Financial Institutes

Cuba, China Banking on the German System

  • Why it matters

    Why it matters

    The German savings bank model, in which banks use their customers’ deposits to lend to local businesses and entrepreneurs, is beginning to catch on in other countries. A program by the German Savings Bank Foundation for International Cooperation helps to familiarize bank employees in other countries with how the German system works.

  • Facts


    • The Savings Bank Foundation has programs in 43 countries.
    • One of the selling points for the German savings bank model is that savings banks and cooperative banks weathered the financial crisis more effectively than private banks.
    • The German savings bank model is a precursor to microfinance today.
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Popular Savings Bank or Banco Popular de Ahorro BPA facade.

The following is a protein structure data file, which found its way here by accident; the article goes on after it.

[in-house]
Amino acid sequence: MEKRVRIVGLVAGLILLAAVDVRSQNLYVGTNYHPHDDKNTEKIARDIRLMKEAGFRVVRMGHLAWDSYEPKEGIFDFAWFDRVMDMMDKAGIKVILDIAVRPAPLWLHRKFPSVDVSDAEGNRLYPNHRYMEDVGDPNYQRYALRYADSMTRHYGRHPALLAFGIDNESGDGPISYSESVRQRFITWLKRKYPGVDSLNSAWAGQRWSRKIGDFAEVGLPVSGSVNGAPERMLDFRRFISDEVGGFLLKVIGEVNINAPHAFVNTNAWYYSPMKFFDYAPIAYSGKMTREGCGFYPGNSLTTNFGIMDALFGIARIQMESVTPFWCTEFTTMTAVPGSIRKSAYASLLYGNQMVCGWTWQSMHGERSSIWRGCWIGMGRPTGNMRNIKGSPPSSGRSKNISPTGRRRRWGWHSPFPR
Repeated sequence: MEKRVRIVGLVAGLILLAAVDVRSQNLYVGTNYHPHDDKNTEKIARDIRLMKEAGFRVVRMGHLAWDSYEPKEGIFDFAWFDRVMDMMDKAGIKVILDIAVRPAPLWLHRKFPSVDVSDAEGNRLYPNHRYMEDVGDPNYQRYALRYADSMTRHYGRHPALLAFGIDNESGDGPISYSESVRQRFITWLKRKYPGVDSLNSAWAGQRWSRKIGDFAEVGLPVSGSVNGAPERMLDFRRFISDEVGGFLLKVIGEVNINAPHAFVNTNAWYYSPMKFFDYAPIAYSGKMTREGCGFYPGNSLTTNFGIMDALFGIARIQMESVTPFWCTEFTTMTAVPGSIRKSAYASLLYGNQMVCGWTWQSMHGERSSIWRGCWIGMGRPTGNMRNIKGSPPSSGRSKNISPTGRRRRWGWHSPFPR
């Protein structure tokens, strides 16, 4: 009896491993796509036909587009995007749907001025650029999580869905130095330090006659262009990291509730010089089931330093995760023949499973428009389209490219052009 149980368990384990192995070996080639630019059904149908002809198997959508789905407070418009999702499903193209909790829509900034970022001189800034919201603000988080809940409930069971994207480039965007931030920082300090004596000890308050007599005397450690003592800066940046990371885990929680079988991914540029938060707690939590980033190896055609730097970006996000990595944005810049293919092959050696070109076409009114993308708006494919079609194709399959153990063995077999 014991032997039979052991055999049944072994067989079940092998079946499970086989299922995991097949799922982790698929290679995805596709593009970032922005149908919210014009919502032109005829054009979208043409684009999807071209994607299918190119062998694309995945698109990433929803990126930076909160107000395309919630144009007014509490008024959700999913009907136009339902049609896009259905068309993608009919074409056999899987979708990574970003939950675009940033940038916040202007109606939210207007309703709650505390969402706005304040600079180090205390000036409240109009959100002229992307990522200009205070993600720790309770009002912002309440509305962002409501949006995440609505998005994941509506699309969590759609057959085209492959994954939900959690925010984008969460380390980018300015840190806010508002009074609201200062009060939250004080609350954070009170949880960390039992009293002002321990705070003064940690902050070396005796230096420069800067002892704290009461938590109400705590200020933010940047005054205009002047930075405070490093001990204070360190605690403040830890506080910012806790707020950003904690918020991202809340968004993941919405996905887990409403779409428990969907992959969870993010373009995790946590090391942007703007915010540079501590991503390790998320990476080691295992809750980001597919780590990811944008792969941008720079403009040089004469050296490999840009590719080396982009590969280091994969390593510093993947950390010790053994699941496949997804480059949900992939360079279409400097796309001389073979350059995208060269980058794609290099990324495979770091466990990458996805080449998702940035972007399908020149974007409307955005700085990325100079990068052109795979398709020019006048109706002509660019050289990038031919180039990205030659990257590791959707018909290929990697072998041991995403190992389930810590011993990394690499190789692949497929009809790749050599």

Savings banks are ever more popular abroad. Source: Getty

You rarely catch banker Heinrich Haasis, 72, enraptured but turn talk to Cuba and the president of the Savings Bank Foundation for International Cooperation lights up. It’s one of the 43 countries interested in Germany’s savings banks model and as Cuba opens up politically and economically, the German Savings Bank Foundation is helping the country transform its banking system.

German savings banks have a simple, robust system converting savers’ deposits into loans to self-employed and local small businesses, putting the welfare of stakeholders ahead of profit. They resemble the savings-and-loans banks in the US but are publicly-owned by municipal governments or federal states, and, rooted in their communities, often sponsoring local festivals and financing hospitals or universities.

Before the financial crisis, such banks seemed a little old fashioned with their 200-year-old business model. Afterwards, for countries fearful of relying on “too big to fail” banks, they suddenly seemed like a good idea.

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